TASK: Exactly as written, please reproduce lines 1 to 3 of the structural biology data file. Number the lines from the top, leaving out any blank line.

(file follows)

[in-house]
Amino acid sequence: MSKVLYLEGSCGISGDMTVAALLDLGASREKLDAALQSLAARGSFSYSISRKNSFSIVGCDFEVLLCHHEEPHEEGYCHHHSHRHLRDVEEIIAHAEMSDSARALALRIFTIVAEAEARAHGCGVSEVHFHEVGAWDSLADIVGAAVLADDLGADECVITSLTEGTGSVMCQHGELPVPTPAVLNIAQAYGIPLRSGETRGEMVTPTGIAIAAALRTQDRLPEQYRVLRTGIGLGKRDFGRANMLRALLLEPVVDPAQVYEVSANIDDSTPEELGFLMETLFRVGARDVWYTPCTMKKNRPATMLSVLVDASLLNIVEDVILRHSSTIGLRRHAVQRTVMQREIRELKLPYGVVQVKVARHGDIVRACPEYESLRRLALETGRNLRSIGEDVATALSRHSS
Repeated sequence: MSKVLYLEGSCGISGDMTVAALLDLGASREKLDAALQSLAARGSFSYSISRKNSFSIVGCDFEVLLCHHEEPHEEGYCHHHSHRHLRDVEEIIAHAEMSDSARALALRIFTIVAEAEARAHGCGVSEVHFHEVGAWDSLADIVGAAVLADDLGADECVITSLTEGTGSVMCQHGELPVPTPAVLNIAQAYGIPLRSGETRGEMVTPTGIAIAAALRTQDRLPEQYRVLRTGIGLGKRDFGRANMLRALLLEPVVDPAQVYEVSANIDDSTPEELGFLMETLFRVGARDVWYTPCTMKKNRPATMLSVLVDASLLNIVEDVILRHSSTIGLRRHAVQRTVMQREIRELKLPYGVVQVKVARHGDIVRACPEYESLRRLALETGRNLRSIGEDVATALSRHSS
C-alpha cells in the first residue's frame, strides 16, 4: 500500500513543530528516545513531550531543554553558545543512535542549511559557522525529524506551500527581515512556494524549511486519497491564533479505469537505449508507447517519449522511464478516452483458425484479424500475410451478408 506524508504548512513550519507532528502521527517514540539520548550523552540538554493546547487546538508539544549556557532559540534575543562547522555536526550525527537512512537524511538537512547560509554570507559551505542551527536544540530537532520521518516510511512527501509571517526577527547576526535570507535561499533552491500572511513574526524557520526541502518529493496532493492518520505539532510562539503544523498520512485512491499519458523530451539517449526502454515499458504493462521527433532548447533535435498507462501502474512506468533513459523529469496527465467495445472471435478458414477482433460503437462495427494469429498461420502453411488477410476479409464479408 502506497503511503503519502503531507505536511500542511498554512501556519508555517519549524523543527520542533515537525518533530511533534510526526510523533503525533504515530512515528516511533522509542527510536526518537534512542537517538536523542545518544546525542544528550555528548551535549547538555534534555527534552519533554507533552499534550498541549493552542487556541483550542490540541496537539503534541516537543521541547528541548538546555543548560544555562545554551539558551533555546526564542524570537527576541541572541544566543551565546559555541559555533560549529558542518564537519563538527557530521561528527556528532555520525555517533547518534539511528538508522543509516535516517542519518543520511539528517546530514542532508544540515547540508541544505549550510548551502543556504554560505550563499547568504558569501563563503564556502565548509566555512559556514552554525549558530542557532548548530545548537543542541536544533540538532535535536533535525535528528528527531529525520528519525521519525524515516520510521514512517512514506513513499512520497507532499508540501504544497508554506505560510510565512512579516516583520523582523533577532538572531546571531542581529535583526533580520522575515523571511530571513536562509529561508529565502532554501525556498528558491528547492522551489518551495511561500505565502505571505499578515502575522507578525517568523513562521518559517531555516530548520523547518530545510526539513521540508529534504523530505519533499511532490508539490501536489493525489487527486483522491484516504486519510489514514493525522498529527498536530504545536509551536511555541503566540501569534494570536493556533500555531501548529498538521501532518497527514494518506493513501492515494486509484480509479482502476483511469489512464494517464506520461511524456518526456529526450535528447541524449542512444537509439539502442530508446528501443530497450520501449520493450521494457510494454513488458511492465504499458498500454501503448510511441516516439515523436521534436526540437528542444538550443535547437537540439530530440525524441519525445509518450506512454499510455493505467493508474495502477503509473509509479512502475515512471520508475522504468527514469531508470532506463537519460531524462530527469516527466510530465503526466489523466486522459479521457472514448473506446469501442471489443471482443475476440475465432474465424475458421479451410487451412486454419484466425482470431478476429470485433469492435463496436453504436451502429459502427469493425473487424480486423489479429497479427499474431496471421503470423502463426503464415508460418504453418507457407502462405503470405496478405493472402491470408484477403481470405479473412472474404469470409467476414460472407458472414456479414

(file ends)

[in-house]
Amino acid sequence: MSKVLYLEGSCGISGDMTVAALLDLGASREKLDAALQSLAARGSFSYSISRKNSFSIVGCDFEVLLCHHEEPHEEGYCHHHSHRHLRDVEEIIAHAEMSDSARALALRIFTIVAEAEARAHGCGVSEVHFHEVGAWDSLADIVGAAVLADDLGADECVITSLTEGTGSVMCQHGELPVPTPAVLNIAQAYGIPLRSGETRGEMVTPTGIAIAAALRTQDRLPEQYRVLRTGIGLGKRDFGRANMLRALLLEPVVDPAQVYEVSANIDDSTPEELGFLMETLFRVGARDVWYTPCTMKKNRPATMLSVLVDASLLNIVEDVILRHSSTIGLRRHAVQRTVMQREIRELKLPYGVVQVKVARHGDIVRACPEYESLRRLALETGRNLRSIGEDVATALSRHSS
Repeated sequence: MSKVLYLEGSCGISGDMTVAALLDLGASREKLDAALQSLAARGSFSYSISRKNSFSIVGCDFEVLLCHHEEPHEEGYCHHHSHRHLRDVEEIIAHAEMSDSARALALRIFTIVAEAEARAHGCGVSEVHFHEVGAWDSLADIVGAAVLADDLGADECVITSLTEGTGSVMCQHGELPVPTPAVLNIAQAYGIPLRSGETRGEMVTPTGIAIAAALRTQDRLPEQYRVLRTGIGLGKRDFGRANMLRALLLEPVVDPAQVYEVSANIDDSTPEELGFLMETLFRVGARDVWYTPCTMKKNRPATMLSVLVDASLLNIVEDVILRHSSTIGLRRHAVQRTVMQREIRELKLPYGVVQVKVARHGDIVRACPEYESLRRLALETGRNLRSIGEDVATALSRHSS